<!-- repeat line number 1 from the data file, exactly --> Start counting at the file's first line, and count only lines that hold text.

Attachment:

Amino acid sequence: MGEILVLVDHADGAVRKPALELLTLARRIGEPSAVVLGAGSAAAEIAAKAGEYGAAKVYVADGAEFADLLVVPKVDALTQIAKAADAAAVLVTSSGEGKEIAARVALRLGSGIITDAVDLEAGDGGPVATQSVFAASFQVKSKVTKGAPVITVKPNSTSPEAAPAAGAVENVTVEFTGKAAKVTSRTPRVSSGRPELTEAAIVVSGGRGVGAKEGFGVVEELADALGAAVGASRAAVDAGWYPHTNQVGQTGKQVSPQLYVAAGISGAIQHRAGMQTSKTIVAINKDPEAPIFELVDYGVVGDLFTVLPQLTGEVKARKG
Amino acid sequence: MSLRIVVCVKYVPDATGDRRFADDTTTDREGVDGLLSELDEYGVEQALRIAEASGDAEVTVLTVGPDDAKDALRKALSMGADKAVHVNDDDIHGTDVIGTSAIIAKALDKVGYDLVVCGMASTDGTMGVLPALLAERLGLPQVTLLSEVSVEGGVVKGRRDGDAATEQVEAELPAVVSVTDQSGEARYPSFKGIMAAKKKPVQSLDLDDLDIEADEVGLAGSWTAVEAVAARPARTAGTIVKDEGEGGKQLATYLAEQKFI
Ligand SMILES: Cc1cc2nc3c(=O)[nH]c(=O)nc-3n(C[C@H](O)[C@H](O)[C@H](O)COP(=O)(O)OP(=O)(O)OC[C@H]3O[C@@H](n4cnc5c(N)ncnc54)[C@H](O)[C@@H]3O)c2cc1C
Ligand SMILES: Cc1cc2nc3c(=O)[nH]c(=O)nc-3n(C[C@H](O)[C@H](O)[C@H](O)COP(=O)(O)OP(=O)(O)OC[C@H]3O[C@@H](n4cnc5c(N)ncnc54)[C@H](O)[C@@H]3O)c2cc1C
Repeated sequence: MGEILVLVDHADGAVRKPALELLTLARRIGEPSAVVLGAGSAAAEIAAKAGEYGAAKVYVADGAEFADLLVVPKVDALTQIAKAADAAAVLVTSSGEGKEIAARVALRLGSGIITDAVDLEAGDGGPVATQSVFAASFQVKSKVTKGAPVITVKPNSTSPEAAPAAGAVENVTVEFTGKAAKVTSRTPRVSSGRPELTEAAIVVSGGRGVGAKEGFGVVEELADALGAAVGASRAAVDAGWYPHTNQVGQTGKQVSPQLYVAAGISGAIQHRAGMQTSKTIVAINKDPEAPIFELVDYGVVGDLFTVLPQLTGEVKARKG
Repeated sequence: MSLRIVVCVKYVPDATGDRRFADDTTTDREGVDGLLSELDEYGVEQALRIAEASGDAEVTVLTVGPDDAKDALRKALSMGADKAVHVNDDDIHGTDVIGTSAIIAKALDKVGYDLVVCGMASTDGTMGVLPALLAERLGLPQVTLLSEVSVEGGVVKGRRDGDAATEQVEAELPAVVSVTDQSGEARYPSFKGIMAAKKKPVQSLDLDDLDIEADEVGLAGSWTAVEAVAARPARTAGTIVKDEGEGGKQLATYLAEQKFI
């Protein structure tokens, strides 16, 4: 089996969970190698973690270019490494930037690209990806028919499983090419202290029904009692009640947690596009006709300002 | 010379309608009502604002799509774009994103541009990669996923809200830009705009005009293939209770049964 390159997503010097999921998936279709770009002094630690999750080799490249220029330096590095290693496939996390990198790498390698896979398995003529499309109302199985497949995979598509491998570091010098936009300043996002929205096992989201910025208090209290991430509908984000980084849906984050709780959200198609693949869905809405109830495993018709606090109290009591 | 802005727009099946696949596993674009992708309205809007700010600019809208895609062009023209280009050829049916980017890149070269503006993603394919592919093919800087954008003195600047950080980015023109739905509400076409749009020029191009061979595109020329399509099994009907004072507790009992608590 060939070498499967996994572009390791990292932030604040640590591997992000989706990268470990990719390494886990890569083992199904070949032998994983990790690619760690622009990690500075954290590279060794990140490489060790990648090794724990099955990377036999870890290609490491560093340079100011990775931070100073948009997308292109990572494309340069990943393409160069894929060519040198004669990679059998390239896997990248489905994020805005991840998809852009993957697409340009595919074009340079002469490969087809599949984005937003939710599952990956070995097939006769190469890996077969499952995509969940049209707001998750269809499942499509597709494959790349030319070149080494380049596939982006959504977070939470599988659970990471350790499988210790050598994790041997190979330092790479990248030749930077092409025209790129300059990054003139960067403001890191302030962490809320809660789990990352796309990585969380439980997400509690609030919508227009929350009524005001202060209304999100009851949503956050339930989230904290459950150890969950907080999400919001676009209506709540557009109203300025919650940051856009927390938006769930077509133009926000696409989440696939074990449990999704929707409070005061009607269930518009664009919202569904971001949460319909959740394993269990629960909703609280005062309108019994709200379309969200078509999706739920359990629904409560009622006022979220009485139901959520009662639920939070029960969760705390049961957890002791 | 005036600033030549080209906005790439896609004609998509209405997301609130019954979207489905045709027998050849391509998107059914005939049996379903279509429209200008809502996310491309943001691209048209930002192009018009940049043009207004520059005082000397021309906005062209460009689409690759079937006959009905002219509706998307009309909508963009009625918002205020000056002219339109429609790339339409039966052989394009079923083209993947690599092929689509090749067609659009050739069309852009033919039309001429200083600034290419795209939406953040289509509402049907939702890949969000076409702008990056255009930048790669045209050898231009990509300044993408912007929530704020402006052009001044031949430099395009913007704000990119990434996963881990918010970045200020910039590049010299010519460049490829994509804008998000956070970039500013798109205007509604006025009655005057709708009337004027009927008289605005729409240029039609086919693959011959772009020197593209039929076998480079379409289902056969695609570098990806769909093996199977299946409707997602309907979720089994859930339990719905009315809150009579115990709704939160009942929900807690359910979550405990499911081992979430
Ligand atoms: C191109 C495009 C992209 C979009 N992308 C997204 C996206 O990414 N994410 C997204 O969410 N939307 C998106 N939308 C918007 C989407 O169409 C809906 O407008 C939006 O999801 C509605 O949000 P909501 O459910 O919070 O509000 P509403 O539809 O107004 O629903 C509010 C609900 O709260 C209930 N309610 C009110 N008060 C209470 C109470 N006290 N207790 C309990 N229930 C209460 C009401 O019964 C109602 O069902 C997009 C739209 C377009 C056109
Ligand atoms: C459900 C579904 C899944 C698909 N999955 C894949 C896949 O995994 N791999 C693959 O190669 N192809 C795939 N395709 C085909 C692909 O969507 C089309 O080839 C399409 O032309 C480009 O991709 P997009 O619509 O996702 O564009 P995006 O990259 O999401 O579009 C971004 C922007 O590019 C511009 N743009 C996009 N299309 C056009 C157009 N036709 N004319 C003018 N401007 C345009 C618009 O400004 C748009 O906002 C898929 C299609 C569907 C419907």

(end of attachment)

Amino acid sequence: MGEILVLVDHADGAVRKPALELLTLARRIGEPSAVVLGAGSAAAEIAAKAGEYGAAKVYVADGAEFADLLVVPKVDALTQIAKAADAAAVLVTSSGEGKEIAARVALRLGSGIITDAVDLEAGDGGPVATQSVFAASFQVKSKVTKGAPVITVKPNSTSPEAAPAAGAVENVTVEFTGKAAKVTSRTPRVSSGRPELTEAAIVVSGGRGVGAKEGFGVVEELADALGAAVGASRAAVDAGWYPHTNQVGQTGKQVSPQLYVAAGISGAIQHRAGMQTSKTIVAINKDPEAPIFELVDYGVVGDLFTVLPQLTGEVKARKG